Pfizer said that the calculations significantly underestimate its rebates and discounts without providing alternate numbers.

A small number of other drugs, including Biogen Inc.’s multiple sclerosis drug Avonex, have been able to push through big price hikes while simultaneously reducing discounts, according to the SSR Health data.

Demand for Avonex has declined as Biogen focuses on its newer multiple sclerosis drugs. The remaining patients still on the drug are unlikely to switch to alternatives, said SSR Health’s Evans. The estimated price, after discounts, has more than tripled in six years.

Biogen said Bloomberg’s method “does not give proper estimates of discount levels.” Actual rebate figures are proprietary, the company said.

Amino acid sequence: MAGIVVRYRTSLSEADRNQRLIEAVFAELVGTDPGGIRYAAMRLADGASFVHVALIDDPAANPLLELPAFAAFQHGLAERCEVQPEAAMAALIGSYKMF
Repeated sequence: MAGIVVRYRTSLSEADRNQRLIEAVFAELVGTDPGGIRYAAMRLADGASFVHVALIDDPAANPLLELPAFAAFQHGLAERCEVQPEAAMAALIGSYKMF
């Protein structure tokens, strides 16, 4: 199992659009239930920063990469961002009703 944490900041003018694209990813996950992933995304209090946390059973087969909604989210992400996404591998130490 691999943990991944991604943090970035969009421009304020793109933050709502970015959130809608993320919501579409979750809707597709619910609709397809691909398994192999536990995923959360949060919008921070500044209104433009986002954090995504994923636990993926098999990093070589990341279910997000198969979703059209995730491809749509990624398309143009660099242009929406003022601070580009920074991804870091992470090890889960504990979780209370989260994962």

None of the companies was prepared to confirm the data. And many other companies, including Johnson & Johnson, Roche Holding AG, GlaxoSmithKline Plc, Novartis AG and Bristol-Myers Squibb Co., also disputed the analysis, saying it underestimated rebates, failed to capture certain sales channels, overestimated net price increases, or was otherwise not accurate. None provided alternative numbers.

The study also encompassed drugs from Astellas Pharma Inc., AstraZeneca Plc, Daiichi Sankyo Co., Gilead Sciences Inc., Merck & Co., and Mallinckrodt Plc. Those companies either declined to comment on rebates or said their discounts were confidential. Sanofi said that it has increased rebate amounts in recent years in order to maintain favorable coverage. Daiichi Sankyo said that Bloomberg’s general approach was inaccurate. Gilead Sciences said its HIV drug price increases would not apply to U.S. HIV patients, who get drugs through certain government programs.